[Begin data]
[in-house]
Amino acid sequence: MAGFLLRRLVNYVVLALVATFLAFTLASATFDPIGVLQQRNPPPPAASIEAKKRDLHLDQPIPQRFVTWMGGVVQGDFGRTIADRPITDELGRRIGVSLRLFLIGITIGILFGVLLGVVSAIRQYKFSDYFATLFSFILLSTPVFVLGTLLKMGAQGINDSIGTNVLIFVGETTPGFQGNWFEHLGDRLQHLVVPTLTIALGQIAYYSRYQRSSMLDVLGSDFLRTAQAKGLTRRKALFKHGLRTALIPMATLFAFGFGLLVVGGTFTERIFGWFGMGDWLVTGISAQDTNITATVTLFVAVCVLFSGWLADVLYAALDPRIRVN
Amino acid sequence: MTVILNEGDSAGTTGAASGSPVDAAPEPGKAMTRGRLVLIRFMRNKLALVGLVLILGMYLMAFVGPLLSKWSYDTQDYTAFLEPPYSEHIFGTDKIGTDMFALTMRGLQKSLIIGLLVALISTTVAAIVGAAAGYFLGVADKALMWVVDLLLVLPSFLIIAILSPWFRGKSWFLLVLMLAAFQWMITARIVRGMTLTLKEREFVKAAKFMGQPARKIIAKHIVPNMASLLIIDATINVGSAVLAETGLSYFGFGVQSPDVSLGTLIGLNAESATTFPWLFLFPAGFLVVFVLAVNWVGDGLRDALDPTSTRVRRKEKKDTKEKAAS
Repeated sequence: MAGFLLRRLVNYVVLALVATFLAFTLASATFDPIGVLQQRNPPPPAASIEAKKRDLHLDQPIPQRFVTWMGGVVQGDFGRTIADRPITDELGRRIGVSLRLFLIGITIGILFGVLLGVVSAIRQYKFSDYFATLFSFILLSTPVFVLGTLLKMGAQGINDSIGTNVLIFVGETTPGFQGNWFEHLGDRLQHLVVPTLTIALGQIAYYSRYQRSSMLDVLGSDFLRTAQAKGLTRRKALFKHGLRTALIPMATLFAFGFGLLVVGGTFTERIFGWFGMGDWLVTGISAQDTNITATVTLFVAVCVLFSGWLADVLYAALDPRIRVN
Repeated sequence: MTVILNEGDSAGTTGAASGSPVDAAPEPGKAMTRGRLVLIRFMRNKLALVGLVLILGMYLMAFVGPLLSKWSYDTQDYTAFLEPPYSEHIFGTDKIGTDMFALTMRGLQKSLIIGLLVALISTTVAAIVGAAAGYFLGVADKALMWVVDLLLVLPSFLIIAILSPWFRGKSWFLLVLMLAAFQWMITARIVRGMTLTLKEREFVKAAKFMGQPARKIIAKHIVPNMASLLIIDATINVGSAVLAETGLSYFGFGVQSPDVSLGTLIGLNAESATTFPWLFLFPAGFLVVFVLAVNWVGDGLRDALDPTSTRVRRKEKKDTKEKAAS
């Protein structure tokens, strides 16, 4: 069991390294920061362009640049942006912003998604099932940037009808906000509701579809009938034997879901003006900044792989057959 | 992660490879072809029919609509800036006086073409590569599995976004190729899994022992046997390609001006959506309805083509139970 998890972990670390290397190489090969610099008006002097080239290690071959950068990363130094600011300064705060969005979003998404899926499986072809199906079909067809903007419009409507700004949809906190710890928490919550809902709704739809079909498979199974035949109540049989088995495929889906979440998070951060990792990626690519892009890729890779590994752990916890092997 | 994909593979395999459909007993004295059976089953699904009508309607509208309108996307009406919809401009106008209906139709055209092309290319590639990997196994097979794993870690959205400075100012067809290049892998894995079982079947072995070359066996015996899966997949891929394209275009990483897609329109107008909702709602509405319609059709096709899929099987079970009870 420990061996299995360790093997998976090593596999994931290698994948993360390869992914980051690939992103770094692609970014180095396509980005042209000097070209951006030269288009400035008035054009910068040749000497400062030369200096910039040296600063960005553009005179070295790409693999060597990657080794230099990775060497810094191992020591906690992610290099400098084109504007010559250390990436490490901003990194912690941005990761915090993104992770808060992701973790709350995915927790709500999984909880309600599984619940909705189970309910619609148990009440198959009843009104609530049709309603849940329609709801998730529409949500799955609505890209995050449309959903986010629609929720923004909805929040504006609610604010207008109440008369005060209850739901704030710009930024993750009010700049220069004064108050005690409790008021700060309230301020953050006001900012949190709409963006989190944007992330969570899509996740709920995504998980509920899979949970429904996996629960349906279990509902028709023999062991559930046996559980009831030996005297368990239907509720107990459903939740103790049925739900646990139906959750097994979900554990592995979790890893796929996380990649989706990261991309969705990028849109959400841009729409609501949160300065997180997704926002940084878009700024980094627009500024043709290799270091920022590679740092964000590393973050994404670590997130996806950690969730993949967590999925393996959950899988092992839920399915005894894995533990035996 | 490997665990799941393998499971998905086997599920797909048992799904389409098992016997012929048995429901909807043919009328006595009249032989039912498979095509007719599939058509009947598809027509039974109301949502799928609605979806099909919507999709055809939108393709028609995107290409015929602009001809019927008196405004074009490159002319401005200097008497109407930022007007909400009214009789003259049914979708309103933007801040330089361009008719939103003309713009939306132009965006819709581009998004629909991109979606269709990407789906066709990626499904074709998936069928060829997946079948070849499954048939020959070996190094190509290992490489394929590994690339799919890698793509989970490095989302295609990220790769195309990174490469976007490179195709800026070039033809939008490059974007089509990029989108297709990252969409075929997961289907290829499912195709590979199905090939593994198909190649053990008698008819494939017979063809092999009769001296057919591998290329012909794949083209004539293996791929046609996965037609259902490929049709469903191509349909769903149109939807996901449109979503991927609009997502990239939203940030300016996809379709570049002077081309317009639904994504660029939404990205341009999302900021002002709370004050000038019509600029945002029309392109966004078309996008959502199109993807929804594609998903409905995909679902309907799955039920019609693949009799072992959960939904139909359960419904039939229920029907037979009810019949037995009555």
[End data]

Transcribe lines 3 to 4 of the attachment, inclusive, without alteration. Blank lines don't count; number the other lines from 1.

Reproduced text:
Amino acid sequence: MTVILNEGDSAGTTGAASGSPVDAAPEPGKAMTRGRLVLIRFMRNKLALVGLVLILGMYLMAFVGPLLSKWSYDTQDYTAFLEPPYSEHIFGTDKIGTDMFALTMRGLQKSLIIGLLVALISTTVAAIVGAAAGYFLGVADKALMWVVDLLLVLPSFLIIAILSPWFRGKSWFLLVLMLAAFQWMITARIVRGMTLTLKEREFVKAAKFMGQPARKIIAKHIVPNMASLLIIDATINVGSAVLAETGLSYFGFGVQSPDVSLGTLIGLNAESATTFPWLFLFPAGFLVVFVLAVNWVGDGLRDALDPTSTRVRRKEKKDTKEKAAS
Repeated sequence: MAGFLLRRLVNYVVLALVATFLAFTLASATFDPIGVLQQRNPPPPAASIEAKKRDLHLDQPIPQRFVTWMGGVVQGDFGRTIADRPITDELGRRIGVSLRLFLIGITIGILFGVLLGVVSAIRQYKFSDYFATLFSFILLSTPVFVLGTLLKMGAQGINDSIGTNVLIFVGETTPGFQGNWFEHLGDRLQHLVVPTLTIALGQIAYYSRYQRSSMLDVLGSDFLRTAQAKGLTRRKALFKHGLRTALIPMATLFAFGFGLLVVGGTFTERIFGWFGMGDWLVTGISAQDTNITATVTLFVAVCVLFSGWLADVLYAALDPRIRVN